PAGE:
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Capital markets

Hedge funds willing to negotiate with Argentina over debt

Some of the hedge funds attempting to collect debts from Argentina are ready for compromise, the investors' lawyers have said. The readiness to negotiate may save the South American nation from another default.

Hedge fund investors in Argentina's sovereign debt may be willing to discuss an extension on payments that could save Buenos Aires from a technical default, the bondholders' lawyers said Tuesday.

Attorneys representing the holdout investors, which include Elliott Management's NML Capital LTd and Aurelius Capital Management, said in a letter to a US district judge that their clients would permit Argentina to make a $900 million (660 million euros) payment on restructured debt without first making good on money it owes them.

"Argentina and the Plaintiffs will both have a strong motivation to work out a consensual accommodation, on mutually agreeable terms" if both sides have made substantial progress to settle a legal dispute over the arrears, the holdouts' lead counsel, Robert Cohen of Dechert law firm, said in the letter.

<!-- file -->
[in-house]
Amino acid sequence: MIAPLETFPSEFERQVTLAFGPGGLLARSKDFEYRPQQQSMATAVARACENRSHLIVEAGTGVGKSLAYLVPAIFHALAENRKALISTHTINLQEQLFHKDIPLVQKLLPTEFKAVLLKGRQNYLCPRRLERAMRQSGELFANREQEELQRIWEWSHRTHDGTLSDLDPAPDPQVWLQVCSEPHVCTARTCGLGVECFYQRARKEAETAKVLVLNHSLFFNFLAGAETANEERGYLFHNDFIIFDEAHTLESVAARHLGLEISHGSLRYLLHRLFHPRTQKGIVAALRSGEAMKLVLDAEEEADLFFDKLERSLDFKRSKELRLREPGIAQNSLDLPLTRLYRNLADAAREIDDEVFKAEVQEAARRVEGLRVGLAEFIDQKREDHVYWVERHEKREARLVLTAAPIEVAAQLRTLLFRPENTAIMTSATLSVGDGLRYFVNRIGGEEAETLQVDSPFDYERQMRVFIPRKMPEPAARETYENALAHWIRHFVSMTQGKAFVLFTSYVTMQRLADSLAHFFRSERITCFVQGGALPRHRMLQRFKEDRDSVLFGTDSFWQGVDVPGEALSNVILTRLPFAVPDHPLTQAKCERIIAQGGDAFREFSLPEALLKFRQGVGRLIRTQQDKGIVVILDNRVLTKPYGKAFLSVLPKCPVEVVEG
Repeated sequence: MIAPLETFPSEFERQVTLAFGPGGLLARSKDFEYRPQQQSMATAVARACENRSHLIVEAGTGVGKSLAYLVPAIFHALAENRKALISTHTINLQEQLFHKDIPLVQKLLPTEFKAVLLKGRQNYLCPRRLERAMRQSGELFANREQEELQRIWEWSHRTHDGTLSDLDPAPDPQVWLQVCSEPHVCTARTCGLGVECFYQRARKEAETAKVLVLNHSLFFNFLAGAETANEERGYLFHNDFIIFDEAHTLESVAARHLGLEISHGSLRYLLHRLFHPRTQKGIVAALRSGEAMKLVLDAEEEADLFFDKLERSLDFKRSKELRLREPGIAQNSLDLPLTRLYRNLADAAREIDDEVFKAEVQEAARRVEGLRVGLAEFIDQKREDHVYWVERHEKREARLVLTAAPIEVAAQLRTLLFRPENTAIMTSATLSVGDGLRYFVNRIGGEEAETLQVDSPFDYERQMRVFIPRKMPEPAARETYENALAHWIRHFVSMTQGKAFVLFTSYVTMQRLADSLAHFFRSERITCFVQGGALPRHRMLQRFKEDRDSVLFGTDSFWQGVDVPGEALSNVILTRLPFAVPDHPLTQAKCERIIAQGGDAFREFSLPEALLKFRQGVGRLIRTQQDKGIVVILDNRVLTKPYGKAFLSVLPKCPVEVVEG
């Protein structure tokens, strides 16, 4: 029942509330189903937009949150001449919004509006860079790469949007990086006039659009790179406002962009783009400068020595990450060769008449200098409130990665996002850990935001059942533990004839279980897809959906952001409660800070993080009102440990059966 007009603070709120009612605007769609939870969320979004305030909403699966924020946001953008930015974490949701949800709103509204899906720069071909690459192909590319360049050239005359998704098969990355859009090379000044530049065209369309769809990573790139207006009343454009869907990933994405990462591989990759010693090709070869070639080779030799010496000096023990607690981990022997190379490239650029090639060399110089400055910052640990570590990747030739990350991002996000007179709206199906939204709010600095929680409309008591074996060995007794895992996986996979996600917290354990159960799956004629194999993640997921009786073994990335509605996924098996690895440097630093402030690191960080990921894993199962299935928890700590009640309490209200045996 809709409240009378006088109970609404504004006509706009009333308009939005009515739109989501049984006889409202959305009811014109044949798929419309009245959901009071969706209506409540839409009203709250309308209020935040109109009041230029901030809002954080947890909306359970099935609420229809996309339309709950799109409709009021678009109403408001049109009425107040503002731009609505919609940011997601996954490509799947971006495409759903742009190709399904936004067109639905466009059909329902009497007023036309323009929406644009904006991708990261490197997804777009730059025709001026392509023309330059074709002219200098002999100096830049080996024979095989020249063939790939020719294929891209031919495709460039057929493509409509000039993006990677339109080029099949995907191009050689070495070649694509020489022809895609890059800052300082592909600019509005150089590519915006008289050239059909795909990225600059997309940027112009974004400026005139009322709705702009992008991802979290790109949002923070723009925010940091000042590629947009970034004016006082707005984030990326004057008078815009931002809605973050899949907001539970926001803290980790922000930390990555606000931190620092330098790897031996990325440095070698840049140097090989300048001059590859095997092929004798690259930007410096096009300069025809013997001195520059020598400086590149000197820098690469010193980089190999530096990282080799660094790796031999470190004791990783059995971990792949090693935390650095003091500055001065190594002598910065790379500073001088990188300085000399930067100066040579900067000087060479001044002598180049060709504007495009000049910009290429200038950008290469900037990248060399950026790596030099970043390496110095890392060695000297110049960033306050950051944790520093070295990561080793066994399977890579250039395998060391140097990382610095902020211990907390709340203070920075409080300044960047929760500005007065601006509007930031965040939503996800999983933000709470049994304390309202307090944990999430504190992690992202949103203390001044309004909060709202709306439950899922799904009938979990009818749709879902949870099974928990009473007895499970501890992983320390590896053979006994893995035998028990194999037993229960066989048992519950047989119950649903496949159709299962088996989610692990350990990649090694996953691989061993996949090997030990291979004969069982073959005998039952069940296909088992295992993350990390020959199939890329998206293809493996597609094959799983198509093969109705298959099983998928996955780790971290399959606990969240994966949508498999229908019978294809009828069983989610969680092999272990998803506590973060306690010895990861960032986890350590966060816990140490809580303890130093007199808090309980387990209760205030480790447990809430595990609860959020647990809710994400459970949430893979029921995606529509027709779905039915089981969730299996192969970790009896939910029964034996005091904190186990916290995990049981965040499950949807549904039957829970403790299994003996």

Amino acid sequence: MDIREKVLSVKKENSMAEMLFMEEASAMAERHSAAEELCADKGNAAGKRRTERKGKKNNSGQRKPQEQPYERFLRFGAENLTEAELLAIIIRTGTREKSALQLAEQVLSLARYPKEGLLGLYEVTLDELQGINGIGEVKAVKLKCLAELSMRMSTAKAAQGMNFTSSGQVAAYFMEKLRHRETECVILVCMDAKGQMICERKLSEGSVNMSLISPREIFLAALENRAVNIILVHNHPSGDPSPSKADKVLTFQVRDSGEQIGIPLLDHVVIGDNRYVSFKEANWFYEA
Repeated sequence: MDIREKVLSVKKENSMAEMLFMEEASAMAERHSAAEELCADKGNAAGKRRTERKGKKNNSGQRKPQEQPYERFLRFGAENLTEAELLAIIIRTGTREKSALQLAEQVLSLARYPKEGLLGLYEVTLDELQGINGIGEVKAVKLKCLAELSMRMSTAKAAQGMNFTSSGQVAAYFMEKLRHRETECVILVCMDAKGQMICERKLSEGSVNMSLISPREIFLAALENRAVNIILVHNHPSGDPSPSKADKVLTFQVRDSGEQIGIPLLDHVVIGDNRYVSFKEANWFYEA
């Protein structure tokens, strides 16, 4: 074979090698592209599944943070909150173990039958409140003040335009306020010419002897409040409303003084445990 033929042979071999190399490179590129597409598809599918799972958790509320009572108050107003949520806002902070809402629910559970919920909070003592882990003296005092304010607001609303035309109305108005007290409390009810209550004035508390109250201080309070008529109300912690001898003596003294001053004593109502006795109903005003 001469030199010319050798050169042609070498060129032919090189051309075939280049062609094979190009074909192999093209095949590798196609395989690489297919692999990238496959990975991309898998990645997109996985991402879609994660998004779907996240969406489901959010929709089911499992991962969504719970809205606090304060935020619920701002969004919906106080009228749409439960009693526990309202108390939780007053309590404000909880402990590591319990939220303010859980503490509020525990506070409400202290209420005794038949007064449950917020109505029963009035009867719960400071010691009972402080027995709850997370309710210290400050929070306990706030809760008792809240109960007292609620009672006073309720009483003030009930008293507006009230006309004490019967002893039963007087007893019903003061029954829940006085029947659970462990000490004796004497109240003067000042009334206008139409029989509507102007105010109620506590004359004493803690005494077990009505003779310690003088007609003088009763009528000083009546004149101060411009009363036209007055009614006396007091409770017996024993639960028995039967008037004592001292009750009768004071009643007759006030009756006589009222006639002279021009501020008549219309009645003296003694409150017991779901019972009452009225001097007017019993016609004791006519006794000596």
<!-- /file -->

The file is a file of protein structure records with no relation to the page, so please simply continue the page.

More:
The case stems from Argentina's 2001 default that saw the country forced out of international capital markets.

Nearly every holder of Argentine debt at the time agreed to massive restructuring of those bonds to avoid losing everything, but a small group of hedge funds demanded full payment and successfully sued Buenos Aires.

Now Argentina is struggling to pay back the money it owes to those investors who agreed on the restructuring while at the same time challenging the hedge funds' claims the country owes them $1.65 billion in old state debt.

Cohen said a deal would allow settlement negotiations to continue, but added his clients would need assurances and protections in case talks break down after Argentina pays off the other creditors.

Buenos Aires lost a court battle against the hedge funds in 2012 and was ordered to pay $1.33 billion, but the government has so far refused to comply because it said doing so would open the floodgates to demands from other investors that could total $15 billion - or more than half of its foreign currency reserves.

cjc/uhe (Reuters, dpa)

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